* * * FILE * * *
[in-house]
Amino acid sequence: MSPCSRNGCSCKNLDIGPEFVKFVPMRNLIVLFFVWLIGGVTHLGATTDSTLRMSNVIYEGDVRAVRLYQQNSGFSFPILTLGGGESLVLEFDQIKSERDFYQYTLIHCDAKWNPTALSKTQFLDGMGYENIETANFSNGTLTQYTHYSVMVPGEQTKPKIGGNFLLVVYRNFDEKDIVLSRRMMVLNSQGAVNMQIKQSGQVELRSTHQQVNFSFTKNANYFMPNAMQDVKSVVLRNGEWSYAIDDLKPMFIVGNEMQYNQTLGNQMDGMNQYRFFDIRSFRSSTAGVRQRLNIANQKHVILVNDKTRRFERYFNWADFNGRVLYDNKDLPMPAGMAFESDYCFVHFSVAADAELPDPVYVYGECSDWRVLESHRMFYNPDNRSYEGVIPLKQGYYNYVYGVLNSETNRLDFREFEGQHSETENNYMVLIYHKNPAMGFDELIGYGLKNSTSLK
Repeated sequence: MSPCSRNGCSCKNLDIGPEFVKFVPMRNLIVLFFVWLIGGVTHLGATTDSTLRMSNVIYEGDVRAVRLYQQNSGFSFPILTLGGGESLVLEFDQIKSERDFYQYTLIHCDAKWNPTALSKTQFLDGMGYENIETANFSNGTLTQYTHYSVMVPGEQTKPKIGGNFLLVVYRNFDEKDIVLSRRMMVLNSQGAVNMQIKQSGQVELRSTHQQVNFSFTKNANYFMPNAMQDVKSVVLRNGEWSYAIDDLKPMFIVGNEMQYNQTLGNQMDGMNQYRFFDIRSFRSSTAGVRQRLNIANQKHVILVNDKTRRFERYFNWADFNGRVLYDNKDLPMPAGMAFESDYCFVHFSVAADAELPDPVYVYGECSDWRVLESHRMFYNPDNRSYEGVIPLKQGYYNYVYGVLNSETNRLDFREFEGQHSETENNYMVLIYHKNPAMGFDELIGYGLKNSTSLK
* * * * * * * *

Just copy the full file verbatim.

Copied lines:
[in-house]
Amino acid sequence: MSPCSRNGCSCKNLDIGPEFVKFVPMRNLIVLFFVWLIGGVTHLGATTDSTLRMSNVIYEGDVRAVRLYQQNSGFSFPILTLGGGESLVLEFDQIKSERDFYQYTLIHCDAKWNPTALSKTQFLDGMGYENIETANFSNGTLTQYTHYSVMVPGEQTKPKIGGNFLLVVYRNFDEKDIVLSRRMMVLNSQGAVNMQIKQSGQVELRSTHQQVNFSFTKNANYFMPNAMQDVKSVVLRNGEWSYAIDDLKPMFIVGNEMQYNQTLGNQMDGMNQYRFFDIRSFRSSTAGVRQRLNIANQKHVILVNDKTRRFERYFNWADFNGRVLYDNKDLPMPAGMAFESDYCFVHFSVAADAELPDPVYVYGECSDWRVLESHRMFYNPDNRSYEGVIPLKQGYYNYVYGVLNSETNRLDFREFEGQHSETENNYMVLIYHKNPAMGFDELIGYGLKNSTSLK
Repeated sequence: MSPCSRNGCSCKNLDIGPEFVKFVPMRNLIVLFFVWLIGGVTHLGATTDSTLRMSNVIYEGDVRAVRLYQQNSGFSFPILTLGGGESLVLEFDQIKSERDFYQYTLIHCDAKWNPTALSKTQFLDGMGYENIETANFSNGTLTQYTHYSVMVPGEQTKPKIGGNFLLVVYRNFDEKDIVLSRRMMVLNSQGAVNMQIKQSGQVELRSTHQQVNFSFTKNANYFMPNAMQDVKSVVLRNGEWSYAIDDLKPMFIVGNEMQYNQTLGNQMDGMNQYRFFDIRSFRSSTAGVRQRLNIANQKHVILVNDKTRRFERYFNWADFNGRVLYDNKDLPMPAGMAFESDYCFVHFSVAADAELPDPVYVYGECSDWRVLESHRMFYNPDNRSYEGVIPLKQGYYNYVYGVLNSETNRLDFREFEGQHSETENNYMVLIYHKNPAMGFDELIGYGLKNSTSLK